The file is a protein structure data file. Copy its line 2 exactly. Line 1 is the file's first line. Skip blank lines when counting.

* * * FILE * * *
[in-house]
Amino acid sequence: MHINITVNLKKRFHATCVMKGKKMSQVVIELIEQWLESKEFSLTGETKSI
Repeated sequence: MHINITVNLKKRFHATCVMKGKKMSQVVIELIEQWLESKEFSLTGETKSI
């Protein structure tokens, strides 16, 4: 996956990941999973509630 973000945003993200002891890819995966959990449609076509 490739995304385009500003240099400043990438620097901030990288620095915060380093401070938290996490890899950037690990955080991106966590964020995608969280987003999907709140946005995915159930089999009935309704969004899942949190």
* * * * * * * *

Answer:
Amino acid sequence: MHINITVNLKKRFHATCVMKGKKMSQVVIELIEQWLESKEFSLTGETKSI